Life-saving predictions from the ICU

Similar to the “precogs” who predict crime in the movie Minority Report, but for sepsis, the deadly response to infection. Read more

Five hot projects at Emory in 2017

Five hot projects at Emory in 2017: CRISPR gene editing for HD, cancer immunotherapy mechanics, memory enhancement, Zika immunology, and antivirals from Read more

Shaking up thermostable proteins

Imagine a shaker table, where kids can assemble a structure out of LEGO bricks and then subject it to a simulated earthquake. Biochemists face a similar task when they are attempting to design thermostable proteins, with heat analogous to shaking. Read more

statins

When cardiac risk biomarkers will become really useful (and save money?)

The news is awash in studies of cholesterol-lowering statins and a much-anticipated (and expensive) class of drugs called PCSK9 inhibitors. Clinical trials show that now-generic (and cheap) statins reduce the risk of heart attack and stroke, although some patients report they can’t tolerate them. The data is still to come showing whether PCSK9 inhibitors have the same risk-lowering effect, as opposed to their effects on LDL cholesterol, which are robust.

When /if doctors have to start deciding who should take drugs that cost thousands of dollars a year and who shouldn’t, biomarkers may come in handy. How about a panel of markers like the one studied by Emory cardiologist Arshed Quyyumi, MD and colleagues?

At the recent American College of Cardiology meeting in Chicago, research fellow Salim Hayek, MD reported on a five-marker panel and how it could predict the risk of cardiovascular events (that is: death, heart attack, hospitalization for heart failure) in a group of patients who underwent cardiac catheterization at Emory hospitals.

The five biomarkers are: C-reactive protein (CRP, measures inflammation), suPAR (soluble urokinase-type plasminogen activator receptor or suPAR, predicts kidney disease), fibrin degradation products (FDP: blood coagulation), heat-shock protein-70 (HSP70, cellular stress) and troponin (hs-TnI, cardiac muscle damage). Data on three of these were published in 2013.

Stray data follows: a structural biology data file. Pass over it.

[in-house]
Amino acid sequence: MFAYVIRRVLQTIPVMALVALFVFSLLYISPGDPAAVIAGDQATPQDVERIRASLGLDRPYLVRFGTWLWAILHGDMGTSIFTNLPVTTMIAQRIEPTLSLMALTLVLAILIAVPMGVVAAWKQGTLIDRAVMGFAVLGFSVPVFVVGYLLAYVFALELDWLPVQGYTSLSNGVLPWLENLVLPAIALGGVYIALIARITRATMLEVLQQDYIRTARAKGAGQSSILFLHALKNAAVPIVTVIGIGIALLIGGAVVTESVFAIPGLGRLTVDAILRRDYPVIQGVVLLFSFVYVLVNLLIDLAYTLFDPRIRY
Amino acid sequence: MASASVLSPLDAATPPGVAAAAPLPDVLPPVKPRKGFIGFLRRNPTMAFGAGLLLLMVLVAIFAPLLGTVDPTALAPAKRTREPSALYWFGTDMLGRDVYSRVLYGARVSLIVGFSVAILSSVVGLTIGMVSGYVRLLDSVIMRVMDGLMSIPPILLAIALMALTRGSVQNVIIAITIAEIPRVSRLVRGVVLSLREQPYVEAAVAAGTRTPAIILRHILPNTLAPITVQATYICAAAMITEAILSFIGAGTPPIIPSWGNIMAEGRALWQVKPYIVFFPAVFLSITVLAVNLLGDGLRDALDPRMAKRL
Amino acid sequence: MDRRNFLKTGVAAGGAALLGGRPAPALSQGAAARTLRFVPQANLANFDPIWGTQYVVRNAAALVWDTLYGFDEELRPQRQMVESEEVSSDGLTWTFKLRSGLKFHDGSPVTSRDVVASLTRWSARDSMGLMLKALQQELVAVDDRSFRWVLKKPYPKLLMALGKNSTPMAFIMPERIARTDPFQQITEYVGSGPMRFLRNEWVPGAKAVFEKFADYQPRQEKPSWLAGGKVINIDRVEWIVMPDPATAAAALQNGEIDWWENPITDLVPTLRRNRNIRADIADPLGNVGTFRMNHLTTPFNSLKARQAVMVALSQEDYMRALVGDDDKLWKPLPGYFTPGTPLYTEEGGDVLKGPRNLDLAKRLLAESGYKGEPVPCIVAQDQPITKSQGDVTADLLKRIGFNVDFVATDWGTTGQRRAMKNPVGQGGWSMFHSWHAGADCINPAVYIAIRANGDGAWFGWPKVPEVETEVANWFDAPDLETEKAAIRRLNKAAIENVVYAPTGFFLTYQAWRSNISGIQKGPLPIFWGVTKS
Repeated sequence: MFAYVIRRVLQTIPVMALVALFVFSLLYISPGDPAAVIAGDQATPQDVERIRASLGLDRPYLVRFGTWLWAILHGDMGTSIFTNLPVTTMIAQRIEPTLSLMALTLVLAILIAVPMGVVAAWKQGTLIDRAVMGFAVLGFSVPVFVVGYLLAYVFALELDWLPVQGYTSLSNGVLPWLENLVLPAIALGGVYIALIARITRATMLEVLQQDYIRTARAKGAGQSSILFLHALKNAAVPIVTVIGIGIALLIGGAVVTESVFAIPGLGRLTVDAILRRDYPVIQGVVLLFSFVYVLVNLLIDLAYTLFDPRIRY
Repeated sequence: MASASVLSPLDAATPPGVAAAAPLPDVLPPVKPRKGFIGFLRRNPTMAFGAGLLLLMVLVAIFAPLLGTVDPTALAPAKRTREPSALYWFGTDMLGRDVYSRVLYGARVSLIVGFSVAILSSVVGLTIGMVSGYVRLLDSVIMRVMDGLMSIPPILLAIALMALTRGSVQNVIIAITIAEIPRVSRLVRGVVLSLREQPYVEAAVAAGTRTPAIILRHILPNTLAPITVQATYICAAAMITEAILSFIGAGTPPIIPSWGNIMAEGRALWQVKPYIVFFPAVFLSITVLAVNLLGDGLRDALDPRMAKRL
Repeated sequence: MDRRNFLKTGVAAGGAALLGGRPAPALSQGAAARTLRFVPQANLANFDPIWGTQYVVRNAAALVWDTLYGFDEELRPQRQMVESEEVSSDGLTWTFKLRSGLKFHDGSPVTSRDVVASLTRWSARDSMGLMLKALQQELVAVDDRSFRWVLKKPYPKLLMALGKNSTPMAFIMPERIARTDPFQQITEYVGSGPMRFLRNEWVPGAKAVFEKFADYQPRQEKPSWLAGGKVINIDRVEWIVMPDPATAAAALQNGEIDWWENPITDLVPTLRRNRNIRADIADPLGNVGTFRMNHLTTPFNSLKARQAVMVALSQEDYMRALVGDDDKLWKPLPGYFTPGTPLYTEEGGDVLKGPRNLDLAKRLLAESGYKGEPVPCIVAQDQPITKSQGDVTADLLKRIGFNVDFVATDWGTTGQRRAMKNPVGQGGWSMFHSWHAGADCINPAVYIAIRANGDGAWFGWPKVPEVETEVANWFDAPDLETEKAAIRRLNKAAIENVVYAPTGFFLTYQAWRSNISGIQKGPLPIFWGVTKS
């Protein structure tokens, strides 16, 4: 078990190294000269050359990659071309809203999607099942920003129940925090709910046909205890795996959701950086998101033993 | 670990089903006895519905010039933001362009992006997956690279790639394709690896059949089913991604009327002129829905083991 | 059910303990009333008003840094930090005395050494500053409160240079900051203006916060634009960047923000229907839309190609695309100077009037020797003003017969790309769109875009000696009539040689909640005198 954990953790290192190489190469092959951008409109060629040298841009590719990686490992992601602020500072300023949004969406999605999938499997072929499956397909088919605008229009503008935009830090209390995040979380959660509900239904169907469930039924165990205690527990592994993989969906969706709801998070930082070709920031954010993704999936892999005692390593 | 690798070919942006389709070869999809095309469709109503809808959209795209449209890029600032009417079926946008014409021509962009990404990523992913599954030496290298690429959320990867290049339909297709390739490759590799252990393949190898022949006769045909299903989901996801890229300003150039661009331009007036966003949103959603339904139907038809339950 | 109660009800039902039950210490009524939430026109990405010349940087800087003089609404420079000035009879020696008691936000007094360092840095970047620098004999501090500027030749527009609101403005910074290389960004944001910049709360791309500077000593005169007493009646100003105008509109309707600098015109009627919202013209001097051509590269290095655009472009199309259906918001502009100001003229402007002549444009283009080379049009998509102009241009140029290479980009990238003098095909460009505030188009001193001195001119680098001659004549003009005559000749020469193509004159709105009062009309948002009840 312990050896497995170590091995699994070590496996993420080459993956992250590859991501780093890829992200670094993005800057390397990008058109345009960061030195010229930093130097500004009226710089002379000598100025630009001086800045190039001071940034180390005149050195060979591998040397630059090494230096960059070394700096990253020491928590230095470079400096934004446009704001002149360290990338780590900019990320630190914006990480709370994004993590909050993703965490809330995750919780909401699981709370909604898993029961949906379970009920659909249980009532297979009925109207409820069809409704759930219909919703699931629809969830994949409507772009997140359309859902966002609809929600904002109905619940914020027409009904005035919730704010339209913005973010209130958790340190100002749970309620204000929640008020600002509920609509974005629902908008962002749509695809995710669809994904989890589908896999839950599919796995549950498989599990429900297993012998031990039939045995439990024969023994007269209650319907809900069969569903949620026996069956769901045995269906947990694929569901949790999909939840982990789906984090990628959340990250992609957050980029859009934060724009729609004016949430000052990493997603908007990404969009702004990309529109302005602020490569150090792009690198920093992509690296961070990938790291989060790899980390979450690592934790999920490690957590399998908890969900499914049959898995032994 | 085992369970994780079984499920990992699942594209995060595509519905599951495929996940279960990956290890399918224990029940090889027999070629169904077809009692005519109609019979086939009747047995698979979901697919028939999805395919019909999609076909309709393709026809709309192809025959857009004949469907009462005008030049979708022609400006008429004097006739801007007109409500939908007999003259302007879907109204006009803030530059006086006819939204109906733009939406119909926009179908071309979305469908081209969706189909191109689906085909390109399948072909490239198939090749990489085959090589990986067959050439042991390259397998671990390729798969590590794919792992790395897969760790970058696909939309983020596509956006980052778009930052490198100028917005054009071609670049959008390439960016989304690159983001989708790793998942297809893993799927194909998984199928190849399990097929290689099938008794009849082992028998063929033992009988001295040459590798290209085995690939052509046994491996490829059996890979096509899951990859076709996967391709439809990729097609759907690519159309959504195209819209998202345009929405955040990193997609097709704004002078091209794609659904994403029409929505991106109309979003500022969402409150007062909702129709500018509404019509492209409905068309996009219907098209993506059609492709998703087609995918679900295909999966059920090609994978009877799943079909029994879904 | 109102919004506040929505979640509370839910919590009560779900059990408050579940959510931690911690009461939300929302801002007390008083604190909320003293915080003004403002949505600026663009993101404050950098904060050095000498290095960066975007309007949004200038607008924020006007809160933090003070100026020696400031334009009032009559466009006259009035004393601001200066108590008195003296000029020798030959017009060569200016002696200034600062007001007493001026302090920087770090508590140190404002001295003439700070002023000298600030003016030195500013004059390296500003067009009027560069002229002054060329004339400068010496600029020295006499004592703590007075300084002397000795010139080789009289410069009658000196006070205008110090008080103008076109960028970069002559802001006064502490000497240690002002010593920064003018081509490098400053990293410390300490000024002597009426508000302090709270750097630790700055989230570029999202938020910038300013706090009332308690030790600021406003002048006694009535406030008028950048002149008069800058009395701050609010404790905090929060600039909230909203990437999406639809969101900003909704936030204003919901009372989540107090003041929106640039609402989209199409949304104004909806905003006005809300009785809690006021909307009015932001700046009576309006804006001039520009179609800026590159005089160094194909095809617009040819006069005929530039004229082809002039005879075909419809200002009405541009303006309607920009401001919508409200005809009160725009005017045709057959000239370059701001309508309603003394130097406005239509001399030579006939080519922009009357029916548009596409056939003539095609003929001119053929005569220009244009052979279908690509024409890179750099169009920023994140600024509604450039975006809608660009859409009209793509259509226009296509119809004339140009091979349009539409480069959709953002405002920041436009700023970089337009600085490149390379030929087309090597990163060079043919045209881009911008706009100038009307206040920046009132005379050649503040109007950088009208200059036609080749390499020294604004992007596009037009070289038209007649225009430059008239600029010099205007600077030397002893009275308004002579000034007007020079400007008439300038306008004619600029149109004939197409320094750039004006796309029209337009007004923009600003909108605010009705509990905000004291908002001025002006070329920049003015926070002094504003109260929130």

The Emory team keeps adding more biomarkers, and the ability of the accumulated information to add to what doctors can figure out easily — the Framingham score and its successors — becomes stronger.

Posted on by Quinn Eastman in Heart Leave a comment

Leslee Shaw explains coronary artery calcium scoring

On Thursday, cardiology researcher Leslee Shaw, PhD joined an exclusive club at Emory with her 2015 Dean’s Distinguished Faculty Lecture and Award.* Shaw is the co-director of Emory’s Clinical Cardiovascular Research Institute and research director of Emory Women’s Heart Center. Her lecture focused on the utility of coronary artery calcium (CAC) scoring in predicting cardiovascular disease.

Much cardiovascular risk research has focused on finding imaging or biomarker tests that can provide doctors with cost-effective decision-making power. One prominent question: should the patient take cholesterol-reducing statins? These tests should provide information above and beyond the Framingham Risk Score or its ACC/AHA update, which incorporates information about a patient’s age, sex, cholesterol/HDL, blood pressure and diabetes status.

CAC scoring is a good place to start, Shaw said, since it is a standardized, relatively inexpensive test that measures the buildup of calcium in atherosclerotic plaque, and the radiation dose is low compared with other cardiac imaging techniques. Read more

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Ebola’s capriciousness in kids